Our lives are overfilled with various emotions, perceptions, and feelings, and the way we see our lives also predetermines the quality of our interactions with others, as well as the quality of all inner psychological, and as a result, physiological processes. Very often, we judge the fact according to our perceptions and feelings. These feelings, however, tend to distort the reality, and distorted perceptions are fairly regarded as some of the most complex psychological issues an individual may face at any stage of life.
Distorted perceptions have a variety of meanings. The reasons and drivers of distorted perceptions are numerous and many. Very often, if not always, distorted perceptions are associated with eating disorders in different groups of individuals. Reinecke, Dattilio and Freeman (2006) write that “body image is the picture of our body that we form in our mind. It is the way the body appears to ourselves. Evidence indicates that patients with eating disorders maintain distorted perceptions of their weight and shape”.
In this situation, distorted perceptions not only promote the development of various physiological complications in individuals with diagnosed eating disorders, but if not timely addressed, do not leave any room for fast and effective recovery. Moreover, in case of eating disorders, individuals will be more likely to see distorted perceptions as an effective instrument of coping with excess weight, thus treating them as the necessary component of their gradual movement to a better physique.
In this context, when trying to minimize the scope of distorted perceptions in such individuals, it is essential that psychology and counseling professionals discuss and analyze the ways these people see themselves, the way they see how others perceive them, and the myths they hold in terms of their body functioning (Reinecke, Dattilio & Freeman, 2006). When it comes to eating disorders, distorted perceptions can hardly produce any positive impacts, but on the contrary will always stand on the patient’s way to recovery.
Another set of distorted perceptions is usually associated with the circumstances of abuse: “the circumstances of the abuse can cause a distorted perception of the incidents of abuse which inhibits in the pursuit of legal remedies until therapy adjusts those perceptions” (Case, 2007). The fact is in that distorted perceptions in the context of abuse usually manifest themselves as an erroneous belief that the victim of abuse was responsible for this abuse and as such, not the abuser but its victim becomes the major wrongdoer (Case, 2007).
Bearing in mind the potential impact, which distorted perceptions may produce on the victim, abusers will also tend to use these for the sake of concealing the fact of abuse. Here, the victims of abuse can experience further psychological traumas, being unable to address the fact of abuse from the legal viewpoint, and also failing to avoid the feeling of guilt with regard to the incident. However, is it possible that distorted perceptions produce any positive impact on one’s vision of the world? Objectively, everything depends on the needs and motives that drive distorted perceptions.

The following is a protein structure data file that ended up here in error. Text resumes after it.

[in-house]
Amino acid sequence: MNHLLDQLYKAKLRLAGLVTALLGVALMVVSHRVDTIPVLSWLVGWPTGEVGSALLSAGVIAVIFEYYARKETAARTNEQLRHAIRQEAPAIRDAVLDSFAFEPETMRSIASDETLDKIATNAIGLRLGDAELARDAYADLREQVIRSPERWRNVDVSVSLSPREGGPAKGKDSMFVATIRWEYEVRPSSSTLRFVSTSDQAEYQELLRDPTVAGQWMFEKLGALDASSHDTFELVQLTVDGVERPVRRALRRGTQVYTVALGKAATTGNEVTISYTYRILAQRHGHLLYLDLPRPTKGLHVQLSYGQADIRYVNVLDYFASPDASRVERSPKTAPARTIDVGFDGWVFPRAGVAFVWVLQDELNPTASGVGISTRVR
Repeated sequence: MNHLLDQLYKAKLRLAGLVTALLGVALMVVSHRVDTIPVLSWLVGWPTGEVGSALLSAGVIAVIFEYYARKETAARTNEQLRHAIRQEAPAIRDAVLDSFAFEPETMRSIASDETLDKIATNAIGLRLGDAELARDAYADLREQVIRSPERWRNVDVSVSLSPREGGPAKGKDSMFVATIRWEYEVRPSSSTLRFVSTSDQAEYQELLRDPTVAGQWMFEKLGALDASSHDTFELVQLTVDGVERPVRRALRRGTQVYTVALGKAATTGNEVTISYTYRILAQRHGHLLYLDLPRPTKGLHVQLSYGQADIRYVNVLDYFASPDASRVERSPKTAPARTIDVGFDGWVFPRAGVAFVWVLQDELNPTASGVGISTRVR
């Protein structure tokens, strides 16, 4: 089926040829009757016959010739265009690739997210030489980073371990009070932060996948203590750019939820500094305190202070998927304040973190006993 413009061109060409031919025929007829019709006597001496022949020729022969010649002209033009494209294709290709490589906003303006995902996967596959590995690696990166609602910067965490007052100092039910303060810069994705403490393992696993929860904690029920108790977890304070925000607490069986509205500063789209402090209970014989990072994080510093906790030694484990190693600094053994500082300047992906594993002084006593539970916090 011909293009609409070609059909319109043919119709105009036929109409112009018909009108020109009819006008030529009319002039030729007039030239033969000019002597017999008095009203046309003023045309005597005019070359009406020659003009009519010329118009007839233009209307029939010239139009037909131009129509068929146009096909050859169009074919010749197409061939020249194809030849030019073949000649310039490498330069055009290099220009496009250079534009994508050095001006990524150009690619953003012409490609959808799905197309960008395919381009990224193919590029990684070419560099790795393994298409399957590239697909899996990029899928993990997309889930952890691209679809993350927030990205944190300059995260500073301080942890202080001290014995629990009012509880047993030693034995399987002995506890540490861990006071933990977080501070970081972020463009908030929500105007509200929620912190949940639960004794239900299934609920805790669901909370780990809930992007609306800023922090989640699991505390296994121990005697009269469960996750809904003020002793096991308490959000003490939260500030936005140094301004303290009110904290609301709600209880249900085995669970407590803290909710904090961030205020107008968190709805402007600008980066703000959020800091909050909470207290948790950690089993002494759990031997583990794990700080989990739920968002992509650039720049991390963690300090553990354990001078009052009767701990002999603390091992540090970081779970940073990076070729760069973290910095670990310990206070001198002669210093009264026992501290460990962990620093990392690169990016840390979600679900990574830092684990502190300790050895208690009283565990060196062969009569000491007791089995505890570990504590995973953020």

Of course, when speaking of abuse or eating disorders, distorted perceptions only aggravate the situation, but what if distorted perceptions result of our growing wishes to be successful, powerful, and attractive? Emslie et al (1979) suggest that where an individual has a strong motivation to be successful, he (she) will be more likely to distort his (her) perceptions about real or factual success; such people often imagine themselves more successful than they are. In this emotional atmosphere, the distorted perceptions of their own success may lead to better emotional stability, self-satisfaction, and self-fulfillment.
It is a mechanism to which psychologists refer as “perceptual accentuation”, when people perceive the most important and relevant things as larger, more valuable, and more meaningful than they are in reality (Emslie et al, 1979). Unfortunately, as perceptual accentuation is associated with increased attention toward a certain set of things and events in our lives, it is also accompanied by the so-called perceptual defense, which is hardly positive for our perceptions; for it is under the impact of perceptual defense that people underestimate irrelevant things (Emslie et al, 1979).
They see these things as having less value than they have in reality, and thus overlook or neglect things that seem conflicting or unpleasant, instead of confronting the reality. Conclusion Distorted perceptions are caused by a variety of reasons and factors. Eating disorders are often the results of the distorted perceptions individuals hold toward their appearance and body, while physical abuse is often the major driver of distorted perceptions about guilt in victims.
Sometimes, the growing relevance of certain aspects of life events also leads to overestimating or underestimating the real order of things in life, but regardless of the situation, distorted perceptions can become a serious obstacle on the individual’s way to psychological, and often, physiological recovery.
References Case, P. (2007). Compensating child abuse. Cambridge University Press. Emslie, G. , Medcof, J. & Roth, J. (1979). Approaches to psychology. Routledge. Reinecke, M. A. , Dattilio, F. M. & Freeman, A. (2006). Cognitive therapy with children and adolescents: A casebook for clinical practice. Guilford Press.